2. Find the most open frequency possible. It's best if you can find a frequency where you hear only noise, but meteor-reflected signals can override weak stations, so don't give up if you can't find a completely open spot. In the U.S., be careful that you don't use an "open" frequency that's right next to a strong local station. It might not actually be open. [hdradio.com]
  3. Listen!.

You'll hear a lot of static, but every once in awhile, you'll hear a brief burst of signal. This is (probably) a distant station's signal bouncing off the ionized trail left by a meteor. Short bursts can be just a "ping"; long ones have lasted as long as a minute! (1-5 seconds is most common) Stations can be between 500 and 2000km distant. If you're really lucky you might even hear some identifying information, like a local commercial.

This also works with analog TV, primarily on Band I (in the Americas: "low-band VHF" channels 2-6). It's unlikely a burst will be long or stable enough to allow digital reception. And, of course, you have to have an antenna on your TV - the only way the meteor shower is going to affect your cable or satellite reception is if a meteor hits the satellite!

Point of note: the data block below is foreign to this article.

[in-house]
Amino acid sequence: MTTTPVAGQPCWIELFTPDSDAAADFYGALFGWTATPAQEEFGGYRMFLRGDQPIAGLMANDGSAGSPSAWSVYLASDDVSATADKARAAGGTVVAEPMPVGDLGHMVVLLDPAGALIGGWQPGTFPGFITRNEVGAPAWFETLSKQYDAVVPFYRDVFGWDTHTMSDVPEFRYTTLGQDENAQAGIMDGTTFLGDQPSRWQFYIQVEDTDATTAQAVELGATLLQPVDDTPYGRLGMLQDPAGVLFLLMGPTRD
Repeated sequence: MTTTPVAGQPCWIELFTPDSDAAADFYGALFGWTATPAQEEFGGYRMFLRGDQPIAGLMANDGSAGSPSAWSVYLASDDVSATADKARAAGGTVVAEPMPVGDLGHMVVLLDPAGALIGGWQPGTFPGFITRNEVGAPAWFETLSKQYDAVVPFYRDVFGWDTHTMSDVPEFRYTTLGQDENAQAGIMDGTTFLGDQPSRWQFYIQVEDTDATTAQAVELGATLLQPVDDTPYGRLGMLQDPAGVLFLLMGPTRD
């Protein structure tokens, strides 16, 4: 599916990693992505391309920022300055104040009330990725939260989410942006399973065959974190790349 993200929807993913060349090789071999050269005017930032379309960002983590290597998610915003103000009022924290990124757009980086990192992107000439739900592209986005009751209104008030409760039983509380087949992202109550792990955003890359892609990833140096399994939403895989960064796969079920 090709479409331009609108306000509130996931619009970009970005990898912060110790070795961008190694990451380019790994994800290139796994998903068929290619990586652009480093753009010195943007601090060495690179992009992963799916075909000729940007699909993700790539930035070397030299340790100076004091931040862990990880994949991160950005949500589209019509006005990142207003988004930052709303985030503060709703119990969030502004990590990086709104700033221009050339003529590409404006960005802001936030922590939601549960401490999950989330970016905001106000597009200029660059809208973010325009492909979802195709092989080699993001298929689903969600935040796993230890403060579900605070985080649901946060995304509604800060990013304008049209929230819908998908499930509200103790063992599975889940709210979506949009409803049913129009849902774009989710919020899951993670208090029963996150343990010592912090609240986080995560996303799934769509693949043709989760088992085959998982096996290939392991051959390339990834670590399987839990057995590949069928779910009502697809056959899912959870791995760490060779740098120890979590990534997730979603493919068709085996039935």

More useful links:
http://www.qsl.net/dk3xt/ms.htm [qsl.net]
http://www.imo.net/radio [imo.net]
http://www.veron.nl/amrad/mslinks.htm [veron.nl]

Bad Math (2, Insightful)

JamochasWitness (671800) | more than 7 years ago | (#16884612)

In 1969, Earth passed through this same region with rather spectacular -- though brief -- results (with viewers seeing 2-4 meteors per minute over a 30-minute period). This year's passage probably won't produce quite the same intensity as it did in 1969. Even still, astronomers are predicting anywhere from 100 to 600 meteors per hour.


Huh? In 1969, they got 2-4 meteors per minute, which is 120-240 per hour. And they say not to expect the same intensity this year: instead "only" 100-600 per hour. ?????

What to expect... (1)

lbastiae (529265) | more than 7 years ago | (#16886348)